The Great Thing About Wireframing

Having been in the business of designing for both print and web for nearly two decades, I’ve seen many different ways to design for both mediums and historically they’ve been pretty different in social circles.  What do I mean?  Typically and well pretty much forever, a print-based design has started on a notepad, sketchbook or even a paper napkin at a client coffee meeting.  The rough doodles of pencil and felt-tip pen on paper ever expanding out to increasingly accurate representations of element placements like logos and photographs, typefaces and rough-in of messages.  Once these refined doodles were pretty much “there” then and only then did they move on to become finished art.

The process is called wire framing.

Wire framing as a concept to most outside of the design industry is probably a bit of a foggy concept.  To those who aren’t familiar, it really is like it sounds – simplistic shapes and designs to convey placements of major elements.  Colour and copy are not a concern at the wire frame stage, although the designer may have ideas about them – they are left to mood boards and design atmosphere documents. These simply are there to say here is where the logo will be, the feature image, the offer, a call to action and so forth.  Happy with that generalized layout then great, want to move an element? Easy.

By sharp contrast, the historical process of designing for the web has been radically different.  Certainly designers may have started with some simple form of a wire frame layout but show a client – how taboo!  Expected if you were a real web designer was to plop down with the extra-large coffee and hit Photoshop hard to forge that pixel-perfect representation of what the website would (not might)  look like at 800 x 600 pixels or whatever the accepted screen flavour that year was.  The amount of time for initial comps and multiple revisions was astronomical and far out to right-field by comparison to the far more sane and proven approach typical to print design.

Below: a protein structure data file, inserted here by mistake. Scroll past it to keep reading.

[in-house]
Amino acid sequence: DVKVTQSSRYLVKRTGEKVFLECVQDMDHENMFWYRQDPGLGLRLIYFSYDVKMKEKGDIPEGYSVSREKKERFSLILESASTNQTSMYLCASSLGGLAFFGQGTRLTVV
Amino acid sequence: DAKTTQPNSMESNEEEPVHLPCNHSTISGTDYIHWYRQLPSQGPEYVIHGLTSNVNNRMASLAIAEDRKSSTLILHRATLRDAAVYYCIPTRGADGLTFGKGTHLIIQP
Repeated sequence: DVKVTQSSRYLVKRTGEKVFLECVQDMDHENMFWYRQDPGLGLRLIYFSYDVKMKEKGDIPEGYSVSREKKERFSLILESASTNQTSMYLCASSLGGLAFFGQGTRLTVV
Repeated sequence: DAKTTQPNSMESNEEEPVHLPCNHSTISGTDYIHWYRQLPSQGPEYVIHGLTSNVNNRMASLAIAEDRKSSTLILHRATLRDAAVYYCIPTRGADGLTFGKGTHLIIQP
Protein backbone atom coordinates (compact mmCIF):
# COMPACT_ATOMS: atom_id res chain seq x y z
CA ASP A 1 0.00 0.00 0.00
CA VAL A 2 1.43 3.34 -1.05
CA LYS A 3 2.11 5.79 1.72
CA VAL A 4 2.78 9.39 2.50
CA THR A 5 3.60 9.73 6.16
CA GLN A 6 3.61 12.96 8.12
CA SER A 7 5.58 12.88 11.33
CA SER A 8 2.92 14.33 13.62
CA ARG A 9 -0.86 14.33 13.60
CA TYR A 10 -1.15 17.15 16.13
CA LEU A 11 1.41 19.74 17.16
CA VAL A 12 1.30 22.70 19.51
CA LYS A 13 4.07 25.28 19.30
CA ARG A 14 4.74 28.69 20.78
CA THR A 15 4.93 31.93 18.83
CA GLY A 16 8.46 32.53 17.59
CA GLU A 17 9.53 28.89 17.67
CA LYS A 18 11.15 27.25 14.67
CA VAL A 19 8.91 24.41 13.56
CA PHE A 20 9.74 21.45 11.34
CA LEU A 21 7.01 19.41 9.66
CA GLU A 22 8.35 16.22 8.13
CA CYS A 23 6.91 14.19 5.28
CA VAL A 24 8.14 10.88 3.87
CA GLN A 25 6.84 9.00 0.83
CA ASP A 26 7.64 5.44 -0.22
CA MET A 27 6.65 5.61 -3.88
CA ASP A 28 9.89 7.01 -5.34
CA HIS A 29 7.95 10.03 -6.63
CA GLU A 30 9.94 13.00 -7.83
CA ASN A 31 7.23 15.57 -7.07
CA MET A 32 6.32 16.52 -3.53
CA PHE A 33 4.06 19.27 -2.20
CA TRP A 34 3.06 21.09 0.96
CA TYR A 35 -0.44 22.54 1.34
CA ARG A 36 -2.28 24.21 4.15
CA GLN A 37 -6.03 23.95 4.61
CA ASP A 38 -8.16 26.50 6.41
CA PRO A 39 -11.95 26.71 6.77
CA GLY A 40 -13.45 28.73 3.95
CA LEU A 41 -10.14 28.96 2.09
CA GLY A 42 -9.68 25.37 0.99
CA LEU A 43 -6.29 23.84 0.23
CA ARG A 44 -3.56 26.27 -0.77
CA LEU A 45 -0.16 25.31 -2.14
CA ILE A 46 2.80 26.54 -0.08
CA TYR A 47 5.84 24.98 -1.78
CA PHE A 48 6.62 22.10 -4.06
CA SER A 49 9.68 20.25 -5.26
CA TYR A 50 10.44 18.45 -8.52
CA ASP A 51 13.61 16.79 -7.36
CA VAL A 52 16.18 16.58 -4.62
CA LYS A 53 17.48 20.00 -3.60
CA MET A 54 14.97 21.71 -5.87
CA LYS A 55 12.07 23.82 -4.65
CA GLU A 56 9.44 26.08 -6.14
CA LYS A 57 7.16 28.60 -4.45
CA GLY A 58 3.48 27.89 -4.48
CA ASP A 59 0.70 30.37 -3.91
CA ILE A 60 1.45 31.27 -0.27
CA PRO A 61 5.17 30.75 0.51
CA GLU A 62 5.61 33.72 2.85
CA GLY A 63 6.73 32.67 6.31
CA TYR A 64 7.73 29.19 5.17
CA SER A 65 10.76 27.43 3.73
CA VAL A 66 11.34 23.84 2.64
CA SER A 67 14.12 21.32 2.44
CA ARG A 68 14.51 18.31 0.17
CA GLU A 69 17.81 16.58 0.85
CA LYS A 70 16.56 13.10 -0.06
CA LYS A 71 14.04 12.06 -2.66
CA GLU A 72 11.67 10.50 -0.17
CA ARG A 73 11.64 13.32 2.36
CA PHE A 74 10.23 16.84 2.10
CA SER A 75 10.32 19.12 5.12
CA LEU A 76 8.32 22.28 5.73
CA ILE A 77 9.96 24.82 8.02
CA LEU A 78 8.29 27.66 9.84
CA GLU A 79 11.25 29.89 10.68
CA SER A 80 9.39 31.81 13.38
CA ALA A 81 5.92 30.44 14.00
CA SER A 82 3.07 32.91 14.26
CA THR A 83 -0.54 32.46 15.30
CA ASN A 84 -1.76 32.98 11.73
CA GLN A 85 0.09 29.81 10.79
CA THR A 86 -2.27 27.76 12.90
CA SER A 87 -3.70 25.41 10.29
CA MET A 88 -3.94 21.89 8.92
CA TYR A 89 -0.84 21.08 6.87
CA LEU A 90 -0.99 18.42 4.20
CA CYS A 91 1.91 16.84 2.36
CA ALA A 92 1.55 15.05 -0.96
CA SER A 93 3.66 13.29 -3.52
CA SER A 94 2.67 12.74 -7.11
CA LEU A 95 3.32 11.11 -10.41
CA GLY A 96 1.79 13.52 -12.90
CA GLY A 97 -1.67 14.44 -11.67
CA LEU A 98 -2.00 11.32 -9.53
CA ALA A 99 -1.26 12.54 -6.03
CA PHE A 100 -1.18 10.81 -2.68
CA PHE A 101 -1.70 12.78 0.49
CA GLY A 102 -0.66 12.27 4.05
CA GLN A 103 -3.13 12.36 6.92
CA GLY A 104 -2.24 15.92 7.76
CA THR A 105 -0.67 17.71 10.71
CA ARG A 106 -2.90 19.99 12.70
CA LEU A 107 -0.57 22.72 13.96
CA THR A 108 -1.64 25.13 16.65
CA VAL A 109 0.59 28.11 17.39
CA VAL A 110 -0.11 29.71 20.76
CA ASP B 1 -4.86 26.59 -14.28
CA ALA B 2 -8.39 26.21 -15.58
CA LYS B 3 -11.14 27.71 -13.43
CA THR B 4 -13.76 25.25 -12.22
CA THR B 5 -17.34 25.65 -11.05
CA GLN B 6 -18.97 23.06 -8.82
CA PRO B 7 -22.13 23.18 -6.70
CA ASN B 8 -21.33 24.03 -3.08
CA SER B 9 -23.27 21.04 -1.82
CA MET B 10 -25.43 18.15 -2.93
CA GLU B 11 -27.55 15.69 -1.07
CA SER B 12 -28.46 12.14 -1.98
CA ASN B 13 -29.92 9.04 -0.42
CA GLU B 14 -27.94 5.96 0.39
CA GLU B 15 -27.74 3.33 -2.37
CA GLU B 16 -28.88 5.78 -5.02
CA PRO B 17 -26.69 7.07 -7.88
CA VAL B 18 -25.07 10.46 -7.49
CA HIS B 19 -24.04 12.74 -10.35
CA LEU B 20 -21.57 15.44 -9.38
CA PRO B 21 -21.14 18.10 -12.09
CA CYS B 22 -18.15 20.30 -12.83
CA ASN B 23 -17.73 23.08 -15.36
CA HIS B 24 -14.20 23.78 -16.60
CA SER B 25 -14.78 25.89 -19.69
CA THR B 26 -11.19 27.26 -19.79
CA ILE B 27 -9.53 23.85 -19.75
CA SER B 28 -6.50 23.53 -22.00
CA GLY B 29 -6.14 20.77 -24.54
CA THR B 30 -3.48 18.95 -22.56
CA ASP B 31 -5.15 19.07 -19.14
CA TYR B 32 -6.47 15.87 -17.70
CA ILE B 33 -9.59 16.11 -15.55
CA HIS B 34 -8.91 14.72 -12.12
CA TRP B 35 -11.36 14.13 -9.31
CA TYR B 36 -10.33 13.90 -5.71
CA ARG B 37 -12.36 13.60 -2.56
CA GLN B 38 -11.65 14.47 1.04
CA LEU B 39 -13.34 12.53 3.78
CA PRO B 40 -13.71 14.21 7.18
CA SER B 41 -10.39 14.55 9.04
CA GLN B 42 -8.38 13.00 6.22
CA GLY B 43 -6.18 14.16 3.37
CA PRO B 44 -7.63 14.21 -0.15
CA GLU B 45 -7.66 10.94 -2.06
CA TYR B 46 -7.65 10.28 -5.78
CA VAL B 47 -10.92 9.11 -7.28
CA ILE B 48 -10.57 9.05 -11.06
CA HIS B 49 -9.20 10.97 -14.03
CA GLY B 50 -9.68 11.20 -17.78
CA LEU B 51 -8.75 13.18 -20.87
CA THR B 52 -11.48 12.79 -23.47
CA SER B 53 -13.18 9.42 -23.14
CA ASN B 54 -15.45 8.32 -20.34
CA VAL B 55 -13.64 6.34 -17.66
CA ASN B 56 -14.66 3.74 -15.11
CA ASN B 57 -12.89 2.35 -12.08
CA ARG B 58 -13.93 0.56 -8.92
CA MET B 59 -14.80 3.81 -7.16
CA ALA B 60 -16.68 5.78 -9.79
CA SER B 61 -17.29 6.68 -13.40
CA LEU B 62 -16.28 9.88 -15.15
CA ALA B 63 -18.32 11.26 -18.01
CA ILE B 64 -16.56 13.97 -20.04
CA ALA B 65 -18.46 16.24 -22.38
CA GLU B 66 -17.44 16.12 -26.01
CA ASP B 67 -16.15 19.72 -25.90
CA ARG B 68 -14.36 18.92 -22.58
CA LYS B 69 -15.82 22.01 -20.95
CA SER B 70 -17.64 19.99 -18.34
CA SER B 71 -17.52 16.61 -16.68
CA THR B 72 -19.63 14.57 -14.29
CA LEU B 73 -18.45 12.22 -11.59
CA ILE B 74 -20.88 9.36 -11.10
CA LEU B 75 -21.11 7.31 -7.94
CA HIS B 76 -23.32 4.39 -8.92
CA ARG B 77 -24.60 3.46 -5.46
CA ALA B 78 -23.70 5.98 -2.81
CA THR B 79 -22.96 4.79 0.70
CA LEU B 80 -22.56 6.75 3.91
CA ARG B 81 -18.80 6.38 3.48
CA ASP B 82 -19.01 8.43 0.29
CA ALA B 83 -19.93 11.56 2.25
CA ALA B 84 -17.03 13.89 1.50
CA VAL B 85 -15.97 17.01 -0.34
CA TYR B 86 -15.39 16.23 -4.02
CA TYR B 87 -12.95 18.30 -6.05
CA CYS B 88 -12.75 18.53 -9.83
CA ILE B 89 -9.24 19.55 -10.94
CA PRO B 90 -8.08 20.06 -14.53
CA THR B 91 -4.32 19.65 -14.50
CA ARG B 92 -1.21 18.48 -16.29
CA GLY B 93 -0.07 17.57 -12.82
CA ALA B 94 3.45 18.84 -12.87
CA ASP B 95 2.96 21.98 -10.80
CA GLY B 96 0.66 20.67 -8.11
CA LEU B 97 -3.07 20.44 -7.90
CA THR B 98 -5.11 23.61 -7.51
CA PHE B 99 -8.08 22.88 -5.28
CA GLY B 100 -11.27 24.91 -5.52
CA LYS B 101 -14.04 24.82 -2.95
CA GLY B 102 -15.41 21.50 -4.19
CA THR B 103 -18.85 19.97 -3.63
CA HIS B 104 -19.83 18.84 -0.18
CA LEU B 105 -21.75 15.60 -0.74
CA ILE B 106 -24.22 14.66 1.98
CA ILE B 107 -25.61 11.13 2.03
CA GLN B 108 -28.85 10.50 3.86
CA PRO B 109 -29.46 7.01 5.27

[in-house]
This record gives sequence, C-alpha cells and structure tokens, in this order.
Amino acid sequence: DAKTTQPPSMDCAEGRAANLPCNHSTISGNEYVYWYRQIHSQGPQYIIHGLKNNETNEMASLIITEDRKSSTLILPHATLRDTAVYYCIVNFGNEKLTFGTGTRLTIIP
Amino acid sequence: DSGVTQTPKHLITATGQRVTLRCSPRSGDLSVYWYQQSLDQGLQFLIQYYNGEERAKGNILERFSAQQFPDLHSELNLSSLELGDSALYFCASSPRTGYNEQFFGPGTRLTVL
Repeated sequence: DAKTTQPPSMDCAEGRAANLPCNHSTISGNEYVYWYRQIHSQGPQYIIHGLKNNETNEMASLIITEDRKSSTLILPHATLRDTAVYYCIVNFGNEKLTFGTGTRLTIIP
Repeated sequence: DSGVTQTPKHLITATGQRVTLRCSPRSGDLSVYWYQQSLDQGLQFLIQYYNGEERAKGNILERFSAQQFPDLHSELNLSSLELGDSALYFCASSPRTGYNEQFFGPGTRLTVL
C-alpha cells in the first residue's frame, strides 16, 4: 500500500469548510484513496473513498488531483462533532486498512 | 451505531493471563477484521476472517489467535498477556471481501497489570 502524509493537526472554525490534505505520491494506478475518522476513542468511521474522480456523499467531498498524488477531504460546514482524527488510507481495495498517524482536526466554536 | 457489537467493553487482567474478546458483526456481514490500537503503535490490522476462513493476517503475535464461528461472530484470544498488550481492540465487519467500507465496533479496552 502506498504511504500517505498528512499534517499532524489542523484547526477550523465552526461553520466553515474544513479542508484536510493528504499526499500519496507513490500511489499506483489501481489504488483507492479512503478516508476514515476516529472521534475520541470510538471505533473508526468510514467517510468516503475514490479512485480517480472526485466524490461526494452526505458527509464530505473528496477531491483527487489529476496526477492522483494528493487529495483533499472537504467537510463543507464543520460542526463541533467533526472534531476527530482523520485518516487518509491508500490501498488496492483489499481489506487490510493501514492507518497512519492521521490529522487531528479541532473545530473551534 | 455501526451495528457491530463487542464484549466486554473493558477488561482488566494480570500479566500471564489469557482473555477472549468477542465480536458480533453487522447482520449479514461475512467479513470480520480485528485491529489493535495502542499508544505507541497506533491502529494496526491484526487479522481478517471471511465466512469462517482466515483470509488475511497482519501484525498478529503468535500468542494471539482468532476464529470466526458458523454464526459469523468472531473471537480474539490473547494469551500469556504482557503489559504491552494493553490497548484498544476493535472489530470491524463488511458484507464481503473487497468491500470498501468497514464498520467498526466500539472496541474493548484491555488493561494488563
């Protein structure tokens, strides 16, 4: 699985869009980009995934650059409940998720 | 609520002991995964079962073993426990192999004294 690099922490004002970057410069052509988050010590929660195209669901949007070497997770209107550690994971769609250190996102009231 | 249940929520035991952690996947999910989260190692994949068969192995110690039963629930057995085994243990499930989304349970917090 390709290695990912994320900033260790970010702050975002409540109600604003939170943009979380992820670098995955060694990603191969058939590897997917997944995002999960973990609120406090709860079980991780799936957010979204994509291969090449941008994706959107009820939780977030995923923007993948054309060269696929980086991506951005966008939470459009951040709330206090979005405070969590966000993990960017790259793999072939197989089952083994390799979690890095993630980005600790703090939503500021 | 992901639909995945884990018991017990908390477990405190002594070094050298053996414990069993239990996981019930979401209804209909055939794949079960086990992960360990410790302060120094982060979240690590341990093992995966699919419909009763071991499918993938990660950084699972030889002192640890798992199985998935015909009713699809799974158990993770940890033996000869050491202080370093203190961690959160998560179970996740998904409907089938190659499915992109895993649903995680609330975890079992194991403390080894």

Then the mobile web showed up and started to grow – like a weed.

Seemingly almost overnight it flipped.  No longer were pixel-perfect, fixed-width designs the way to start a project and the taboo was quickly shed and showing doodles and sketches of what might be (not would be) became the norm of a competent (and far more sane) designer.  The realization that multiple day layouts and weeks of design before a single line of code was written was pointless to an evolving web where new devices and screen resolutions were appearing faster than the coffee maker could brew that next pot. Yes, responsive design had taken hold as the new standard and with it the notion of wire framing and prototyping.

Only these approaches could support a web were there were no fixed widths any longer and that form and functional use of a website between hand-held device and desktop computer were radically different.